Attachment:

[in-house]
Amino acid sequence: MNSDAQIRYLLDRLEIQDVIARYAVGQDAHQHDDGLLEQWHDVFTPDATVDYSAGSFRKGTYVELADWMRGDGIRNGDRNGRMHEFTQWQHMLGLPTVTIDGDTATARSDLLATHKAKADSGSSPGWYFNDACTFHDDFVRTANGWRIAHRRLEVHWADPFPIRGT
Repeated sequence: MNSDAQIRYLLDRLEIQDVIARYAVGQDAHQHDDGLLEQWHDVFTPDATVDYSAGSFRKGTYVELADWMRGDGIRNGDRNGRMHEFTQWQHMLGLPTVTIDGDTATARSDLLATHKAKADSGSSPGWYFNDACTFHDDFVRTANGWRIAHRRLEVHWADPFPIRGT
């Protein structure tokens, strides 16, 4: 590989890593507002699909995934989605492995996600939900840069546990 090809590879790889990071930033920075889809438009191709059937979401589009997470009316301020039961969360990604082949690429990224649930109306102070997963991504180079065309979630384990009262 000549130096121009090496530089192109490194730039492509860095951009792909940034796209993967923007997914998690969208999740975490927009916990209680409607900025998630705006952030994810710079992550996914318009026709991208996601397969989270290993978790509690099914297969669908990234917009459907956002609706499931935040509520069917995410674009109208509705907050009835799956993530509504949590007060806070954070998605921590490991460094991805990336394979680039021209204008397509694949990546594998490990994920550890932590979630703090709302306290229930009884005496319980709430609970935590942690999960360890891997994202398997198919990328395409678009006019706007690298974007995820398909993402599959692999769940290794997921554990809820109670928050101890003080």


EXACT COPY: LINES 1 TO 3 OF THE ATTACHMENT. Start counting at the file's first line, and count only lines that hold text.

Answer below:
[in-house]
Amino acid sequence: MNSDAQIRYLLDRLEIQDVIARYAVGQDAHQHDDGLLEQWHDVFTPDATVDYSAGSFRKGTYVELADWMRGDGIRNGDRNGRMHEFTQWQHMLGLPTVTIDGDTATARSDLLATHKAKADSGSSPGWYFNDACTFHDDFVRTANGWRIAHRRLEVHWADPFPIRGT
Repeated sequence: MNSDAQIRYLLDRLEIQDVIARYAVGQDAHQHDDGLLEQWHDVFTPDATVDYSAGSFRKGTYVELADWMRGDGIRNGDRNGRMHEFTQWQHMLGLPTVTIDGDTATARSDLLATHKAKADSGSSPGWYFNDACTFHDDFVRTANGWRIAHRRLEVHWADPFPIRGT